Ask Dr. Pat

Dr. Pat Consults: The Anatomy of a Stroke

Dr. Patricia Yarberry Allen is a collaborative physician who writes a weekly Medical Monday” column for Women’s Voices for Change.  (Search our archives for her posts, calling on the expertise of medical specialists, on topics from angiography to vulvar melanoma.)

This week, Dr, Pat has asked Dr. Baxter B. Allen, a third-year resident in Neurology at Weill Cornell Medical College/New York Presbyterian Hospital, to answer the questions of a woman whose husband could not believe he was having a stroke and refused to go to the hospital. What are the signs of a stroke, and what should you do when you suspect you might be having one?


Dear Dr. Pat:

My husband is only 65, and he had a stroke six months ago. He has high blood pressure and has had problems with occasional heart-rate irregularities, but they were not frequent and never caused him any real symptoms. When he woke up one morning, he was dizzy and could not walk straight. He was slightly confused, but did not think anything was wrong. He refused to go to the hospital, so I called our doctor, who told me to call an ambulance since my husband was certain that “nothing was wrong.” The neurologist at the hospital told us that he had had a stroke sometime during the night because of an obstruction in a blood vessel to a part of the brain. Even though my husband wasn’t a candidate for emergency medication to dissolve the clot, he was lucky. The damage to his brain was small, and with rehabilitation he is now almost back to normal. He saw a cardiologist and is on medication to control the heart-rate abnormality that was probably part of the cause of the stroke.

What causes strokes in general? Can strokes be prevented? Why didn’t my husband know that he had something seriously wrong after that stroke? What part of the brain is usually affected by a stroke?



Dr. Allen Responds:

Dear Marjorie:

I am sorry to hear about your husband’s stroke, but glad to hear that he’s almost fully recovered. There is a strong relationship between heart-rate abnormalities and strokes. Your questions are important ones, but given their complexity, these will be addressed over several upcoming posts. Today let’s focus on what happens in a stroke and what parts of the brain are affected.

Strokes are the fourth leading cause of death in America; they cause nearly 130,000 deaths annually. In addition, strokes cause significant disability and affect roughly 800,000 Americans in this way every year. The vast majority of strokes—roughly 85 percent—are ischemic, meaning that part of the brain is damaged because of a loss of blood flow and oxygen. The remaining 15 percent of strokes are caused by either bleeds into the brain (also called intraparenchymal hemorrhages) or bleeds into the area directly around the brain (the subarachnoid space).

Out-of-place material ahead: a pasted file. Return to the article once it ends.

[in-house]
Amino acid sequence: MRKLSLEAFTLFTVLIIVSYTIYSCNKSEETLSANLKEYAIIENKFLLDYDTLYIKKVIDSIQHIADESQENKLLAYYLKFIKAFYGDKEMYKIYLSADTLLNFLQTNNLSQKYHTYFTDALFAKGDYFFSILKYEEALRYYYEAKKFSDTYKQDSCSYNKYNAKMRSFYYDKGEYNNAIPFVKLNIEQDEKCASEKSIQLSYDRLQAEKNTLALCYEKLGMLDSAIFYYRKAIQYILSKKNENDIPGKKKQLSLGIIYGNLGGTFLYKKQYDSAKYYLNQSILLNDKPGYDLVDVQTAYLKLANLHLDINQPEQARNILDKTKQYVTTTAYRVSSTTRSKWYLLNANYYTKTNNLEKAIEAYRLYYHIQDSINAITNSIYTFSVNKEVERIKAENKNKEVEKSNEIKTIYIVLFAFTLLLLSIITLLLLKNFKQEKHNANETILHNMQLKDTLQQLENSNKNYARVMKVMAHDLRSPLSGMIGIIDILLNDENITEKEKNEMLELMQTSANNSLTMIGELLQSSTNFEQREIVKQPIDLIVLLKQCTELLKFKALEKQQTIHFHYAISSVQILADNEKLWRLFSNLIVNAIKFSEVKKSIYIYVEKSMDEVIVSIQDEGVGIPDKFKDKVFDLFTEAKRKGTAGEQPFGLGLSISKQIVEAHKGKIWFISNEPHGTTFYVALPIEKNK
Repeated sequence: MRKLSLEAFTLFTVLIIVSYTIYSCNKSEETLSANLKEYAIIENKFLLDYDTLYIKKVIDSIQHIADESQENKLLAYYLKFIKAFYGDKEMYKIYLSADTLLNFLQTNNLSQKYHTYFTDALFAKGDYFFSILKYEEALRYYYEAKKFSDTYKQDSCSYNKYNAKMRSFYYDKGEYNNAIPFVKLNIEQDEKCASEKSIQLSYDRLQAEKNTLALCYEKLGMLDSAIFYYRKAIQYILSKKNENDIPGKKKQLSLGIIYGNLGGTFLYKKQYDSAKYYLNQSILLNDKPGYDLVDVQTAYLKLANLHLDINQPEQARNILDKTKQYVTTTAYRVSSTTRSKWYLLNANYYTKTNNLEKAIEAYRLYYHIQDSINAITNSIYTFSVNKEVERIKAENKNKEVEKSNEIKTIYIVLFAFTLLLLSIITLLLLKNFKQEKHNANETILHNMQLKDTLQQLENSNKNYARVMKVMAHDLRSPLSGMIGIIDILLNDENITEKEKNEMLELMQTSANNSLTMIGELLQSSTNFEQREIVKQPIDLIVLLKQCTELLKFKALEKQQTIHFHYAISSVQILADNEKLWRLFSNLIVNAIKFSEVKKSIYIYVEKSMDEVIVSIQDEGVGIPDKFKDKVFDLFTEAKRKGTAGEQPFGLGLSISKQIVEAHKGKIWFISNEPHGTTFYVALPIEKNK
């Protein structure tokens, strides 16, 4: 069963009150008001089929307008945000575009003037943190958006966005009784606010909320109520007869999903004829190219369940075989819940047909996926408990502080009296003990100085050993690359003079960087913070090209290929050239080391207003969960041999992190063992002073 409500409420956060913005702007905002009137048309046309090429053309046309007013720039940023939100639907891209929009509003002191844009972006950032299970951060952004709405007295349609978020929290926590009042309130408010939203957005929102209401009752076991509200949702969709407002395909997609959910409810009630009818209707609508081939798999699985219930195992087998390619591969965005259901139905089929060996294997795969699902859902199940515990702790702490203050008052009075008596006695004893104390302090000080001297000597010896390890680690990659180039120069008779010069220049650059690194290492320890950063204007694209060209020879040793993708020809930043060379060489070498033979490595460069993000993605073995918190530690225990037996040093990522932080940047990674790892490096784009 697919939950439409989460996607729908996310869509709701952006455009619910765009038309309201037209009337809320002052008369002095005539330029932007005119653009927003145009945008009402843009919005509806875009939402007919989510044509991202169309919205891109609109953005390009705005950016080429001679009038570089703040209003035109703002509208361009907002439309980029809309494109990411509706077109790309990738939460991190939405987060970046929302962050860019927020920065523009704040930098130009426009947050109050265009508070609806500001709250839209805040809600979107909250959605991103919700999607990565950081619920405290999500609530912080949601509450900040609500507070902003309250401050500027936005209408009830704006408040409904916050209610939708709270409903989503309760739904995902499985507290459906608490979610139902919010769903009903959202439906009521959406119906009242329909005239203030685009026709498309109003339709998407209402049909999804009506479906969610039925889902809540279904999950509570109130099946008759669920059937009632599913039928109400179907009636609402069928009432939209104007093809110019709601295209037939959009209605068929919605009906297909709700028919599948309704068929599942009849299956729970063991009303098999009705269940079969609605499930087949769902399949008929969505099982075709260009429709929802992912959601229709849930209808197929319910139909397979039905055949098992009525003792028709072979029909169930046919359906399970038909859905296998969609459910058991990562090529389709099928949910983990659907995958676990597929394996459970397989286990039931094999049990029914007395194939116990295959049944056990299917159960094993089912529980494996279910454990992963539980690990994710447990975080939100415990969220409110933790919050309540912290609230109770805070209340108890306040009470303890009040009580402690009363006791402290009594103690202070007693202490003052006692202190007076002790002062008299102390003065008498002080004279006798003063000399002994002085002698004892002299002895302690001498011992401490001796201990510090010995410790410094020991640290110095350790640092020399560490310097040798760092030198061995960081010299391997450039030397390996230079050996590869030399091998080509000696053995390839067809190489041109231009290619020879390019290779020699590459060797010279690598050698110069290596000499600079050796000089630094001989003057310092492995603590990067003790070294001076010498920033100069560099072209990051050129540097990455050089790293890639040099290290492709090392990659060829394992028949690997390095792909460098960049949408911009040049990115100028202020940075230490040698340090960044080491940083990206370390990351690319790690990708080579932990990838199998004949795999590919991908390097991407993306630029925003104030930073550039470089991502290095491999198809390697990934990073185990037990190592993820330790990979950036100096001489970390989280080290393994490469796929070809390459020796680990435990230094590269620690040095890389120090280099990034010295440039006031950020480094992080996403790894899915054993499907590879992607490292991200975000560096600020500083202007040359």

This article will focus on what occurs in ischemic strokes, the most common signs and symptoms, and what you should do if you think a stroke has occurred.

What Happens?

Strokes are caused by many different things, but roughly 25 percent are cardioembolic (i.e. a clot breaks off from the heart and blocks a vessel in the brain; 25 percent large-artery atherosclerosis (plaques forming in the walls of the large arteries in the head or neck, leading to blockages), and 25 percent small-vessel disease. The remaining 25 percent are caused by a number of less common problems, or are cryptogenic, meaning that a cause is unable to be determined.

Cardioembolic strokes occur when a clot or other material breaks off from some part of the heart and is pumped through the blood into the arteries of the brain. These occur in patients with abnormal heart rhythms (most commonly, atrial fibrillation), heart attacks, and heart valve abnormalities (such as having a mechanical heart valve). Because of the well-known association between these issues and strokes, patients with known heart problems are frequently placed on blood thinners to decrease the risk of stroke. Unfortunately, these problems are often not discovered until after a stroke occurs.

Stroke(From National Heart, Lung, Blood Institute,

Large-artery atherosclerosis leads to strokes due to damage in the walls of the large vessels in the neck (internal carotid and vertebral arteries), or within the head (internal carotid, anterior cerebral, middle cerebral, posterior cerebral, basilar, and vertebral arteries). As with atherosclerotic disease of the heart, deposits of cholesterol and other products cause narrowing of the arteries. These narrowings, or plaques, can become 100 percent occluded over time, or small pieces of them can break off and cause a blockage further into the head. In some patients, if there is a significant enough blockage in the neck, surgery can be performed to decrease the risk of stroke; however, most patients are treated with medical therapy to stabilize and, hopefully, decrease the degree of narrowing.

Stroke 2(From National Heart, Lung, Blood Institute,

Small-vessel disease leads to small strokes that frequently go undetected. This is most common in patients with high blood pressure, diabetes, or a smoking history. The small arteries in the head and other parts of the body become thickened, stiff, and damaged over time; when this damage leads to complete occlusion of a small artery in the brain-—whether from a very small clot, from worsening inflammation, or from a spasm in the artery—a small stroke can occur.

Next Page: The signs and symptoms of a stroke

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  • roz warren February 2, 2015 at 8:46 pm

    Terrific information. Thanks.

  • Andrea February 2, 2015 at 7:40 am

    Very informative article. When my elderly dad says “I’m fine Im fine ” I will use the F A S T rule for sure. Thank you Dr Allen. The apple obviously does not fall far from the tree!!